Pluggable containers, scripting language support:

GlassFish V3 introduces new innovation in supporting different types of applications by letting the administrators and system managers to deploy different types of applications which are coming from different platforms and frameworks like Ruby On Rails, Grails, Quercus, and so on in the same applications server instance that they deploy the Java EE applications and therefore a unified administration infrastructure will be used to deal with all required administrative and management tasks. Containers load when they are required, for example when no PHP application is deployed, PHP container does not has any overhead over the application server.

CLI and administration console extendibility:

With GlassFish V3 it is possible to extend GlassFish CLI by developing new commands (extending an interface and using some HK2 services if required) as OSGI modules and simply putting them into GlassFish modules directory. The rest of the tasks of picking the module and responding to your command is what GlassFish module system does. Web based administration console can be extended using the same mechanism, but this time you can develop some JSF web pages to which you need to add to Administration console along with some descriptors which determine what is the page’s parent node in navigation tree and so on.

Role based security:

GlassFish V3 administration console is equipped with fine grained access management system which let the System Administrator to define new role with limited set of permission on using administration console.

An Embeddable Application server:

GlassFish version 3 can be used as an embedded application server (run in the same JVM that the client application runs) with full support of Java EE 6. Embedded application server can be used for packaged software, unit testing, building new functionalities on top of Java EE 6 and so on.

Flashlight, the probing framework:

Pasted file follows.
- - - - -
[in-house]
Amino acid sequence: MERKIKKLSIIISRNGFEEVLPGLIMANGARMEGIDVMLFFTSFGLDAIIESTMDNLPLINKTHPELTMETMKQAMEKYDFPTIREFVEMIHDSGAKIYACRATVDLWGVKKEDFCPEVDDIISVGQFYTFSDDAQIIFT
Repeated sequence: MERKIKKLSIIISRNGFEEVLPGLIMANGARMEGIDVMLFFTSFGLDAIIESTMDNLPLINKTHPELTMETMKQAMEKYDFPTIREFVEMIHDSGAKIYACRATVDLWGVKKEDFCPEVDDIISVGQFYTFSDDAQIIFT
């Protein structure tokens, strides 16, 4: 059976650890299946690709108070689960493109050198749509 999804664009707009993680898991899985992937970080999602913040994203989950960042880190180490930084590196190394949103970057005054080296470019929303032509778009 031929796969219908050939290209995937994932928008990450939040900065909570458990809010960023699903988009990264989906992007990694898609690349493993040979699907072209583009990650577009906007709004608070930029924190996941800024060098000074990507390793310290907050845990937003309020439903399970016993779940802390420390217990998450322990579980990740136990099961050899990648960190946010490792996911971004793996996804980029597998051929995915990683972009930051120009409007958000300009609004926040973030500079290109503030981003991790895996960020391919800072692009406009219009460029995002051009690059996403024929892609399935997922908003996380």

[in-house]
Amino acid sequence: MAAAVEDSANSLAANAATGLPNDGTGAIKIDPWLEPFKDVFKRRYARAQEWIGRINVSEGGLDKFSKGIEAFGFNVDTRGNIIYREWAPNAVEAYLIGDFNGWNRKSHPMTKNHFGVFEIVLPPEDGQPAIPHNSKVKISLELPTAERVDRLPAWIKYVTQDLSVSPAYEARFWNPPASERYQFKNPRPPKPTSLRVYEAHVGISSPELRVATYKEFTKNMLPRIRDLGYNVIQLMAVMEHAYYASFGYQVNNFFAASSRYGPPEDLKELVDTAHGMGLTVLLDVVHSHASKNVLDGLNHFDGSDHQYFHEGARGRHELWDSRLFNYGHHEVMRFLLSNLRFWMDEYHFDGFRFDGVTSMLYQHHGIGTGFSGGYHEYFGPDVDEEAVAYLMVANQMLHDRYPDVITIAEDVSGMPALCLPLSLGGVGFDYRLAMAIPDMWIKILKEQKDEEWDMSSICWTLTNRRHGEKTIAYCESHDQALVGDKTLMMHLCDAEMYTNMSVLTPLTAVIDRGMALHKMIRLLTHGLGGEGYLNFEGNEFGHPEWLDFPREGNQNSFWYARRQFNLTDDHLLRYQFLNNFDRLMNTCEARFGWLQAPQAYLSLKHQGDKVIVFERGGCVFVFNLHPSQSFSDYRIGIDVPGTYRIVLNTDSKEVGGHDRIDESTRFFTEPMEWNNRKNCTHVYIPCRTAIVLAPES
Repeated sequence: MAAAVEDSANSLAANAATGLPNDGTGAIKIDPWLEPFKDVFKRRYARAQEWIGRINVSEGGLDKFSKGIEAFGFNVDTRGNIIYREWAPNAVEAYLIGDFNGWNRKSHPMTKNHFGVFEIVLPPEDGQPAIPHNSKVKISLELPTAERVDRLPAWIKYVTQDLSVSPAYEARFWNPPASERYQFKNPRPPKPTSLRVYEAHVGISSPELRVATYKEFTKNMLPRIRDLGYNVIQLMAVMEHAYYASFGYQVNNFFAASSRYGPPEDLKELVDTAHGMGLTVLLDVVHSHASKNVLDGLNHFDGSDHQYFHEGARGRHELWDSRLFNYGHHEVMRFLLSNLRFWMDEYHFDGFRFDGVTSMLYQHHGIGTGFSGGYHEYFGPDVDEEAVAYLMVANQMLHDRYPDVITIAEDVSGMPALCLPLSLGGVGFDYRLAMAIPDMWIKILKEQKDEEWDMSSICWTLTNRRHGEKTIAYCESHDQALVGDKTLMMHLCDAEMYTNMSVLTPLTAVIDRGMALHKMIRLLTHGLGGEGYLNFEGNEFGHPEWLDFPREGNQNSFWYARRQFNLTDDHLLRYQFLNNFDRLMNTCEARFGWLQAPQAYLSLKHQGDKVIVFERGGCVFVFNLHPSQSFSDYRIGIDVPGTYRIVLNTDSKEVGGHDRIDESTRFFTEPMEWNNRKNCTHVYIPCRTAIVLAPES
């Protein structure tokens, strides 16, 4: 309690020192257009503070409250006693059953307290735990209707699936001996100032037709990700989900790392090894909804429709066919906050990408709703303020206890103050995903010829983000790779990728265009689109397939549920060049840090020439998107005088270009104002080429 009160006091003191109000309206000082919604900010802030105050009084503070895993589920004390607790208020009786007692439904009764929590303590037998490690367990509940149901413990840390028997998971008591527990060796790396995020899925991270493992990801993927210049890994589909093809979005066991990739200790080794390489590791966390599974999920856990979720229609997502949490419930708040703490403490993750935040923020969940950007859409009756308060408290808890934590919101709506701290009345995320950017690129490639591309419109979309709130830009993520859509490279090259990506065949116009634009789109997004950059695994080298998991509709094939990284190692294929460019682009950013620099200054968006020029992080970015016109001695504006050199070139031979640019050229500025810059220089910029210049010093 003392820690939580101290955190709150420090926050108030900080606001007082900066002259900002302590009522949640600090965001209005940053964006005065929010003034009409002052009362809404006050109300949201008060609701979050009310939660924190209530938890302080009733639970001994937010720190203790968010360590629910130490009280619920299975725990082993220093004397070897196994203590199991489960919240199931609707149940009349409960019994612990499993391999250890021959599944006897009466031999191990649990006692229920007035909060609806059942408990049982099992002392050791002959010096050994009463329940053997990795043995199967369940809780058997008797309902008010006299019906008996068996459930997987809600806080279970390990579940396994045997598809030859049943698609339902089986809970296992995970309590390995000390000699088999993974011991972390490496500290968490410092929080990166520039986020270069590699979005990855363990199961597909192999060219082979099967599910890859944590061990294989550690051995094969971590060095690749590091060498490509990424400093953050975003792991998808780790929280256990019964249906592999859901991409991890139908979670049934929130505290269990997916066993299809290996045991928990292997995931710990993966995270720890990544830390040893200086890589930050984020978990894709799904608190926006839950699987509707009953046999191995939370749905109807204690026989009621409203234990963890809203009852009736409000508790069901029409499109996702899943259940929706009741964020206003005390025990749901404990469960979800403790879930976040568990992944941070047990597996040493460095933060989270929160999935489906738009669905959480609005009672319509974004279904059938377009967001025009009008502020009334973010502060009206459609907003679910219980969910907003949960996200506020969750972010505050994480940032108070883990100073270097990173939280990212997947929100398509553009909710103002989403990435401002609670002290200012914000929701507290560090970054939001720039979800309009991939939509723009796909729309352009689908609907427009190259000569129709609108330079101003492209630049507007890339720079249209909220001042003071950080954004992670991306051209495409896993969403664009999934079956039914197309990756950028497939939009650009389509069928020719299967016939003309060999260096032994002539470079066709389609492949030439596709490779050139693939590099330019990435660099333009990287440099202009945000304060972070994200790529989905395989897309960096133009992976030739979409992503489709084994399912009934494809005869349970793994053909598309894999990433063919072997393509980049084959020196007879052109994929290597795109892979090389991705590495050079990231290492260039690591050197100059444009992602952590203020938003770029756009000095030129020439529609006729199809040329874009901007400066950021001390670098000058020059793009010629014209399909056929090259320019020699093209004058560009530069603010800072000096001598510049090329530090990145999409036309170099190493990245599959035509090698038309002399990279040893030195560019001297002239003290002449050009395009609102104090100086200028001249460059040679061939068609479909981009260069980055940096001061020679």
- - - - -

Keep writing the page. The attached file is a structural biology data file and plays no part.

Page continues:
Flashlight infrastructure introduced to remove the heavy burden of monitoring from application server and apply a very small percent of overhead whenever a client starts looking at the monitoring information. It let the developers and administrators to view variety of sever attributes in runtime and if they need to view any factor which is not provided by default (their own source code monitoring information) they can embed monitoring probes in sensitive parts of their code when they develop the software and later use the monitoring information that probes collect to see how that sensitive part of the application works.

REST monitoring support:

Glassfish Monitoring information can be received using RESTfull interfaces provided  in GlassFish V3, using this monitoring feature developers and administrators can gather statistics related to any attributes that they like using any programming language with REST or HTTP support.

GlassFish refcard is available for download for free

GlassFish Application Server

In case that you are a glassfish administrator or a developer who uses glassfish in day to day development tasks then you will find GlassFish Reference Card a valuable source of information to keep you away from searching the web or administration references.